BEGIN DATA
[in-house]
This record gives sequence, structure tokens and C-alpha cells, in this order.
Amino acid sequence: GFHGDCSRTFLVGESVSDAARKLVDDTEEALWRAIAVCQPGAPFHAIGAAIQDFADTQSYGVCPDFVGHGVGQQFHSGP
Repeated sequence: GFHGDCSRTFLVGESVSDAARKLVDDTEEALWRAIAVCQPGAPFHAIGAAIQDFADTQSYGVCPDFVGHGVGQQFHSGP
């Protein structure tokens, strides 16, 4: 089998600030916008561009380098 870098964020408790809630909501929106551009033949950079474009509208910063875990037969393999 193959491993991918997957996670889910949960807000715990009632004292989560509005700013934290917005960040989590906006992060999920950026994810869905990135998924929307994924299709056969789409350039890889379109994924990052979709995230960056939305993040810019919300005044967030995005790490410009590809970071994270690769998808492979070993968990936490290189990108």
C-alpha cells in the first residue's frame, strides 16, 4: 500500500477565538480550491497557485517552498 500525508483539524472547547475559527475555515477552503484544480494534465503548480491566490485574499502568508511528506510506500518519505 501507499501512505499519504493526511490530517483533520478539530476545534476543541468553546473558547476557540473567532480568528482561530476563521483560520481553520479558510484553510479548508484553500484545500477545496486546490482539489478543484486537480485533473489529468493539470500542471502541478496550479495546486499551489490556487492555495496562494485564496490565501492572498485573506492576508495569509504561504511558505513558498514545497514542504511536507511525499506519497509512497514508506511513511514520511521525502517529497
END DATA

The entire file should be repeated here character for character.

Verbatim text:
[in-house]
This record gives sequence, structure tokens and C-alpha cells, in this order.
Amino acid sequence: GFHGDCSRTFLVGESVSDAARKLVDDTEEALWRAIAVCQPGAPFHAIGAAIQDFADTQSYGVCPDFVGHGVGQQFHSGP
Repeated sequence: GFHGDCSRTFLVGESVSDAARKLVDDTEEALWRAIAVCQPGAPFHAIGAAIQDFADTQSYGVCPDFVGHGVGQQFHSGP
């Protein structure tokens, strides 16, 4: 089998600030916008561009380098 870098964020408790809630909501929106551009033949950079474009509208910063875990037969393999 193959491993991918997957996670889910949960807000715990009632004292989560509005700013934290917005960040989590906006992060999920950026994810869905990135998924929307994924299709056969789409350039890889379109994924990052979709995230960056939305993040810019919300005044967030995005790490410009590809970071994270690769998808492979070993968990936490290189990108």
C-alpha cells in the first residue's frame, strides 16, 4: 500500500477565538480550491497557485517552498 500525508483539524472547547475559527475555515477552503484544480494534465503548480491566490485574499502568508511528506510506500518519505 501507499501512505499519504493526511490530517483533520478539530476545534476543541468553546473558547476557540473567532480568528482561530476563521483560520481553520479558510484553510479548508484553500484545500477545496486546490482539489478543484486537480485533473489529468493539470500542471502541478496550479495546486499551489490556487492555495496562494485564496490565501492572498485573506492576508495569509504561504511558505513558498514545497514542504511536507511525499506519497509512497514508506511513511514520511521525502517529497